The Legal Revolution of 1902

TitleThe Legal Revolution of 1902
Year for Search1898
Authors[Wellman], [Bert J.]
Tertiary AuthorsA Law-abiding Revolutionist [pseud.]
Pagination334 pp.
Date Published1898
PublisherCharles H. Kerr
Place PublishedChicago, IL
KeywordsMale author, US author
Annotation

Populist eutopia. The revolution takes place through calling a constitutional convention to amend the U. S. Constitution, with details given on the amendments. Direct election of the President, Vice-President, and Senate. Graduated income tax. Future amendments possible by a direct vote of the people. Proportional representation. All property held by an individual over $500,000  to revert to the government. Concern to create uniform laws across the country. Nationalization of agriculture with huge irrigated, technologically sophisticated farms.

Additional Publishers

Rpt. incorrectly attributed to William Stanley Child. New York: Arno Press and The New York Times, 1971.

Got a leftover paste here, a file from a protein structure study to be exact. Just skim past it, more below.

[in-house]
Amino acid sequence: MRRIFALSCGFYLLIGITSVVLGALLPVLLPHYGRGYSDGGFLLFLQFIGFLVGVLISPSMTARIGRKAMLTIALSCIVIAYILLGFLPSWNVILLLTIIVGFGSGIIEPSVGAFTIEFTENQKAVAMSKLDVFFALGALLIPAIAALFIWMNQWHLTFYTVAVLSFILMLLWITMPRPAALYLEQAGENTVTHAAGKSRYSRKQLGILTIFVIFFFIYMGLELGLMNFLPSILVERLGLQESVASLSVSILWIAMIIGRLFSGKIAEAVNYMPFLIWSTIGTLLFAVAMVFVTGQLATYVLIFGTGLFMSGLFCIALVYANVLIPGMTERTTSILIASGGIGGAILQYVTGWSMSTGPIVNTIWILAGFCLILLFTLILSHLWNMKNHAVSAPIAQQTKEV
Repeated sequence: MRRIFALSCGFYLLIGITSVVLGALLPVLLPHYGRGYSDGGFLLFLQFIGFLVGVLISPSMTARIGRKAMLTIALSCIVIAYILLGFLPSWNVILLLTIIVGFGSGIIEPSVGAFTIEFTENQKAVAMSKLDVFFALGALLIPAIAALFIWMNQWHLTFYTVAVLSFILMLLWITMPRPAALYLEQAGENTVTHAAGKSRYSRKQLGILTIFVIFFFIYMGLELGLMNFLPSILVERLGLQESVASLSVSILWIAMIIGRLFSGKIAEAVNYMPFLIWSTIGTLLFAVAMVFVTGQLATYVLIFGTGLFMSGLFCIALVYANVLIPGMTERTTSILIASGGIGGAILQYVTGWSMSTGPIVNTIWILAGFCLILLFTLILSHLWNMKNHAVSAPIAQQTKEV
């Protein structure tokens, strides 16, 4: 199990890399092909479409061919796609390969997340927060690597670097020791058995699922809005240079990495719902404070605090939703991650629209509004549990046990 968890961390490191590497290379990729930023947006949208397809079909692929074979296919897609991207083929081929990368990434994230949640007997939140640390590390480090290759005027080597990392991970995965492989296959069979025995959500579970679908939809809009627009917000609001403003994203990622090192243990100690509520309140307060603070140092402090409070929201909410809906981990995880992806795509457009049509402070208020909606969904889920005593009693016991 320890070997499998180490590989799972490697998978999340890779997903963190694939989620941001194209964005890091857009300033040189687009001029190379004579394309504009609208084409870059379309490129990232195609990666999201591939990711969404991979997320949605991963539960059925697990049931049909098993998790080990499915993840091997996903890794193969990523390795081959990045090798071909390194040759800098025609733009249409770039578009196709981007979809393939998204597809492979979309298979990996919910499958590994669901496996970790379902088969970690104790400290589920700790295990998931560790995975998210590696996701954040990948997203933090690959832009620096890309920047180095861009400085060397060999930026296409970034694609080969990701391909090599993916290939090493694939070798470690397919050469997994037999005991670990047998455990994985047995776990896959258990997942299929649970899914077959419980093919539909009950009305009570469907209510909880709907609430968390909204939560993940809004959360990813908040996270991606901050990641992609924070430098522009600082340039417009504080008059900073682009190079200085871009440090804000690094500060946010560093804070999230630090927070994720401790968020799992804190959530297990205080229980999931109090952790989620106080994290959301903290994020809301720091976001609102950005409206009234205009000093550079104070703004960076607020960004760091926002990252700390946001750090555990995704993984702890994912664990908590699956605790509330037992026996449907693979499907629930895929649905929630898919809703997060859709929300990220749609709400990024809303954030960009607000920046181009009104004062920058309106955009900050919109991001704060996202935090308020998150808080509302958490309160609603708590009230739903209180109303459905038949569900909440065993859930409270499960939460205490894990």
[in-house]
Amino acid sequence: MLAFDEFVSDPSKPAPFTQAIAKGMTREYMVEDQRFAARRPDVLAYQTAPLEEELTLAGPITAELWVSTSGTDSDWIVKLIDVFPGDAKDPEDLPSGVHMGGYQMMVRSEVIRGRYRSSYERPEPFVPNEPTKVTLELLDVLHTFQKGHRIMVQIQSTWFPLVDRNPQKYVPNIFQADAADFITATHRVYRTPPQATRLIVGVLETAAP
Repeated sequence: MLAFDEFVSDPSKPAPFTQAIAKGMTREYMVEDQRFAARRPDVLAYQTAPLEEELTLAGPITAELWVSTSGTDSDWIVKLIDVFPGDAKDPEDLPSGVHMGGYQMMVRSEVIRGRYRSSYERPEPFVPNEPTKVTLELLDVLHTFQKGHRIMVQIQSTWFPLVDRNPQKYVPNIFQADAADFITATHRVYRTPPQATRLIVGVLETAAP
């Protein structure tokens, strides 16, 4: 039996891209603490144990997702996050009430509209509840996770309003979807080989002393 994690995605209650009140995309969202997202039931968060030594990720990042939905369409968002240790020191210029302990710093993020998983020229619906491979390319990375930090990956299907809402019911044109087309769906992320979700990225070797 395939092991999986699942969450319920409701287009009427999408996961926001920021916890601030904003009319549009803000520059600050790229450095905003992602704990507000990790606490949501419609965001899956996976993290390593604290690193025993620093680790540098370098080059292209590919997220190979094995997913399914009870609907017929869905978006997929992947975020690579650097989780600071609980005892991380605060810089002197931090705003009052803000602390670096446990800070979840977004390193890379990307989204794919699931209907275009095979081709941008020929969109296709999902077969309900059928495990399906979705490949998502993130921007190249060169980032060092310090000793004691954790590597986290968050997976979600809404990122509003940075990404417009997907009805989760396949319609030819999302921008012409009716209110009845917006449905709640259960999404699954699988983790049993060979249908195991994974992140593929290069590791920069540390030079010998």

Pseudonym

A Law-abiding Revolutionist [pseud.]

Holding Institutions

MoU-St, PSt, VUW

Full Text

1898 [Wellman, Bert J.]. The Legal Revolution of 1902. By A Law-abiding Revolutionist [pseud.]. Chicago, IL: Charles H. Kerr. 334 pp. Rpt. incorrectly attributed to William Stanley Child. New York: Arno Press and The New York Times, 1971. MoU-St, PSt, VUW

Populist eutopia. The revolution takes place through calling a constitutional convention to amend the U. S. Constitution, with details given on the amendments. Direct election of the President, Vice-President, and Senate. Graduated income tax. Future amendments possible by a direct vote of the people. Proportional representation. All property held by an individual over $500,000  to revert to the government. Concern to create uniform laws across the country. Nationalization of agriculture with huge irrigated, technologically sophisticated farms.